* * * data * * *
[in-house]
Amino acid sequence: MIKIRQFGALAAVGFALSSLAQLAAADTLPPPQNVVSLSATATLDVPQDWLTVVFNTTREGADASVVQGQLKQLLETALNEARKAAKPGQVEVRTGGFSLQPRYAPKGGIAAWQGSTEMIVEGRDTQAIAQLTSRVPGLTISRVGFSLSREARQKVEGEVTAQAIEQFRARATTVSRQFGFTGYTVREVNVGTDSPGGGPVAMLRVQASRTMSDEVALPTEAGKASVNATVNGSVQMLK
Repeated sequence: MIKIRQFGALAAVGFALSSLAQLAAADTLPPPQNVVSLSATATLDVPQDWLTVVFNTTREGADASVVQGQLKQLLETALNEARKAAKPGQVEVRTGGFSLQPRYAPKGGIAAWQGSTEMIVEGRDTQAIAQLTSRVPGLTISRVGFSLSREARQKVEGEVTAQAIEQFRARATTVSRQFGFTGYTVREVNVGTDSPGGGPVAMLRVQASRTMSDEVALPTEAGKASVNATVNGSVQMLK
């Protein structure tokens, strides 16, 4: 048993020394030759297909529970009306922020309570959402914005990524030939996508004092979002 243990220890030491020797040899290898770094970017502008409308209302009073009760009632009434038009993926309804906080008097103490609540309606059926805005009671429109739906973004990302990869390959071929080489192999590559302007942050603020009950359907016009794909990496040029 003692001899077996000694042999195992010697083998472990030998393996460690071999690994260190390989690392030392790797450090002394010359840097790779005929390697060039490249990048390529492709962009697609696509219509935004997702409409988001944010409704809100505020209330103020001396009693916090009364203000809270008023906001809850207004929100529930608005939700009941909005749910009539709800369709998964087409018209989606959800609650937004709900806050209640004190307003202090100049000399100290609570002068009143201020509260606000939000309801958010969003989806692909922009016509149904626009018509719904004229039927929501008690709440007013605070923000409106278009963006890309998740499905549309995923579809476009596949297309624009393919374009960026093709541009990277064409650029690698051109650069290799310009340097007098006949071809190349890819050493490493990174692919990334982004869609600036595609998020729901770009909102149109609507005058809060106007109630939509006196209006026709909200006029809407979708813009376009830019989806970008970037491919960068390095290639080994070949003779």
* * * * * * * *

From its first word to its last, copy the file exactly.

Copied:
[in-house]
Amino acid sequence: MIKIRQFGALAAVGFALSSLAQLAAADTLPPPQNVVSLSATATLDVPQDWLTVVFNTTREGADASVVQGQLKQLLETALNEARKAAKPGQVEVRTGGFSLQPRYAPKGGIAAWQGSTEMIVEGRDTQAIAQLTSRVPGLTISRVGFSLSREARQKVEGEVTAQAIEQFRARATTVSRQFGFTGYTVREVNVGTDSPGGGPVAMLRVQASRTMSDEVALPTEAGKASVNATVNGSVQMLK
Repeated sequence: MIKIRQFGALAAVGFALSSLAQLAAADTLPPPQNVVSLSATATLDVPQDWLTVVFNTTREGADASVVQGQLKQLLETALNEARKAAKPGQVEVRTGGFSLQPRYAPKGGIAAWQGSTEMIVEGRDTQAIAQLTSRVPGLTISRVGFSLSREARQKVEGEVTAQAIEQFRARATTVSRQFGFTGYTVREVNVGTDSPGGGPVAMLRVQASRTMSDEVALPTEAGKASVNATVNGSVQMLK
């Protein structure tokens, strides 16, 4: 048993020394030759297909529970009306922020309570959402914005990524030939996508004092979002 243990220890030491020797040899290898770094970017502008409308209302009073009760009632009434038009993926309804906080008097103490609540309606059926805005009671429109739906973004990302990869390959071929080489192999590559302007942050603020009950359907016009794909990496040029 003692001899077996000694042999195992010697083998472990030998393996460690071999690994260190390989690392030392790797450090002394010359840097790779005929390697060039490249990048390529492709962009697609696509219509935004997702409409988001944010409704809100505020209330103020001396009693916090009364203000809270008023906001809850207004929100529930608005939700009941909005749910009539709800369709998964087409018209989606959800609650937004709900806050209640004190307003202090100049000399100290609570002068009143201020509260606000939000309801958010969003989806692909922009016509149904626009018509719904004229039927929501008690709440007013605070923000409106278009963006890309998740499905549309995923579809476009596949297309624009393919374009960026093709541009990277064409650029690698051109650069290799310009340097007098006949071809190349890819050493490493990174692919990334982004869609600036595609998020729901770009909102149109609507005058809060106007109630939509006196209006026709909200006029809407979708813009376009830019989806970008970037491919960068390095290639080994070949003779």